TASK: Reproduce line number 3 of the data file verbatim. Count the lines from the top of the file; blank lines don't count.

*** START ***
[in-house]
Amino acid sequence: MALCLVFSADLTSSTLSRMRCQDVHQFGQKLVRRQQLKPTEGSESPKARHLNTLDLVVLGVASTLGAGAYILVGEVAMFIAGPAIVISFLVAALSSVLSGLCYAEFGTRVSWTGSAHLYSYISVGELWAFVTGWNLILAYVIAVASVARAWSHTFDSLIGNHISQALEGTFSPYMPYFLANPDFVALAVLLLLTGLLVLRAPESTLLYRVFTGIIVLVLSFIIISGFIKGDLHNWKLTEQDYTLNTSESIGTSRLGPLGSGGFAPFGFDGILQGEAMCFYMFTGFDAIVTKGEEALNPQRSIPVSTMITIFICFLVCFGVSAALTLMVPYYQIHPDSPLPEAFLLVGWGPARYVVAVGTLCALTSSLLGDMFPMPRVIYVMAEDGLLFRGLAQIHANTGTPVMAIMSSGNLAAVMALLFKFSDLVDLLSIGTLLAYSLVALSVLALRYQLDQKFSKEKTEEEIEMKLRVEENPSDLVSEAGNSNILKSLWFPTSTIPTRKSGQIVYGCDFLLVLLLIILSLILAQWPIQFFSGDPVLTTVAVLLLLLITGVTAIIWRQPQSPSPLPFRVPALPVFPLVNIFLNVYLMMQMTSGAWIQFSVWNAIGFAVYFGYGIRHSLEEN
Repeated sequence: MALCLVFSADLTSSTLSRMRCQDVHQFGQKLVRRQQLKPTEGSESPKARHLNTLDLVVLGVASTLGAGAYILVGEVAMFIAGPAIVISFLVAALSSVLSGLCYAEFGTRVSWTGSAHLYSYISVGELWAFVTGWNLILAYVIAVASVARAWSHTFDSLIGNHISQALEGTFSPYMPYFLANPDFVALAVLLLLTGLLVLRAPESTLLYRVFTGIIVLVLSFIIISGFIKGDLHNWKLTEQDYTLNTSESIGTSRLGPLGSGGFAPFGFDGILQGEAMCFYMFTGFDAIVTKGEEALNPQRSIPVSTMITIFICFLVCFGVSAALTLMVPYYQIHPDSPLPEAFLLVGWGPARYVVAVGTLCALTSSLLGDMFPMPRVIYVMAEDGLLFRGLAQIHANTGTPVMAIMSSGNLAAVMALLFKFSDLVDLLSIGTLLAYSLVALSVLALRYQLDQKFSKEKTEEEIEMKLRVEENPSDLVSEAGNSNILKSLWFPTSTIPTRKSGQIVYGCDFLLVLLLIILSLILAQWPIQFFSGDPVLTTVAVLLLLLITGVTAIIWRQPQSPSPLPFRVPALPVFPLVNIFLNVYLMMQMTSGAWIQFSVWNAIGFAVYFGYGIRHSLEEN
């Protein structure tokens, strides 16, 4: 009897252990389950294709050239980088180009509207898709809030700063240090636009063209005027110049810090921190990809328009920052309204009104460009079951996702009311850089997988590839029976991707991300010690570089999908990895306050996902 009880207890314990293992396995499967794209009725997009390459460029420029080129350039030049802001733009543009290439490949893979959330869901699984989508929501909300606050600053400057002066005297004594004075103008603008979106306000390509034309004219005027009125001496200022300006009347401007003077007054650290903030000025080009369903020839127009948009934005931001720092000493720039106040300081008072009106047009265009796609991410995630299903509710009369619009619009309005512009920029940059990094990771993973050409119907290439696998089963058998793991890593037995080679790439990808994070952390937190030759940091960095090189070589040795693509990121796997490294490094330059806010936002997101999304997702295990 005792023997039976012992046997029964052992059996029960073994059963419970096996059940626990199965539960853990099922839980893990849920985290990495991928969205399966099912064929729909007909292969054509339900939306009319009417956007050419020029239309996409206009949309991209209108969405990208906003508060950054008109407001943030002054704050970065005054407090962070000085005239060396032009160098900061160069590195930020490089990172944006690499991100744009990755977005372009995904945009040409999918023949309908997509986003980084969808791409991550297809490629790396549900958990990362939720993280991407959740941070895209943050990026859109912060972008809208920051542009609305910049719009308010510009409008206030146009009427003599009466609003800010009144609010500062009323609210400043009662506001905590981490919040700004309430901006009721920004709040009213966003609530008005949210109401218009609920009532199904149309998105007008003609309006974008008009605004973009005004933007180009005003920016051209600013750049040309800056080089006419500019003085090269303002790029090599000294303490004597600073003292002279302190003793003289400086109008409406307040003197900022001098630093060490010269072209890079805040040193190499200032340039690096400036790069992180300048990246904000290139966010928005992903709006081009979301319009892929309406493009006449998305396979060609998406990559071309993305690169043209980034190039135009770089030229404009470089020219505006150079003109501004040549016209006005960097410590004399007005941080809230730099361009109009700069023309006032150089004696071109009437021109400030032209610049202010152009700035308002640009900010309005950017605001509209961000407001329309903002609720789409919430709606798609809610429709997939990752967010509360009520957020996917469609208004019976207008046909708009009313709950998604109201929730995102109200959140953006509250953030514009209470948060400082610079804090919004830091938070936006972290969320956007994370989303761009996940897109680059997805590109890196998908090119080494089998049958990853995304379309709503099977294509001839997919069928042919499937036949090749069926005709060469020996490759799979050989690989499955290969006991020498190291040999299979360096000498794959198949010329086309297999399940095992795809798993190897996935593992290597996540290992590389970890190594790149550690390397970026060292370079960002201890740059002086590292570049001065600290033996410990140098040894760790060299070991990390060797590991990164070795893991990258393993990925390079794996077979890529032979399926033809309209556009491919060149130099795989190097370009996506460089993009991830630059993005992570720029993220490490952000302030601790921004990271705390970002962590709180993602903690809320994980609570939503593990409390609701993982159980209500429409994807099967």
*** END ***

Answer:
Repeated sequence: MALCLVFSADLTSSTLSRMRCQDVHQFGQKLVRRQQLKPTEGSESPKARHLNTLDLVVLGVASTLGAGAYILVGEVAMFIAGPAIVISFLVAALSSVLSGLCYAEFGTRVSWTGSAHLYSYISVGELWAFVTGWNLILAYVIAVASVARAWSHTFDSLIGNHISQALEGTFSPYMPYFLANPDFVALAVLLLLTGLLVLRAPESTLLYRVFTGIIVLVLSFIIISGFIKGDLHNWKLTEQDYTLNTSESIGTSRLGPLGSGGFAPFGFDGILQGEAMCFYMFTGFDAIVTKGEEALNPQRSIPVSTMITIFICFLVCFGVSAALTLMVPYYQIHPDSPLPEAFLLVGWGPARYVVAVGTLCALTSSLLGDMFPMPRVIYVMAEDGLLFRGLAQIHANTGTPVMAIMSSGNLAAVMALLFKFSDLVDLLSIGTLLAYSLVALSVLALRYQLDQKFSKEKTEEEIEMKLRVEENPSDLVSEAGNSNILKSLWFPTSTIPTRKSGQIVYGCDFLLVLLLIILSLILAQWPIQFFSGDPVLTTVAVLLLLLITGVTAIIWRQPQSPSPLPFRVPALPVFPLVNIFLNVYLMMQMTSGAWIQFSVWNAIGFAVYFGYGIRHSLEEN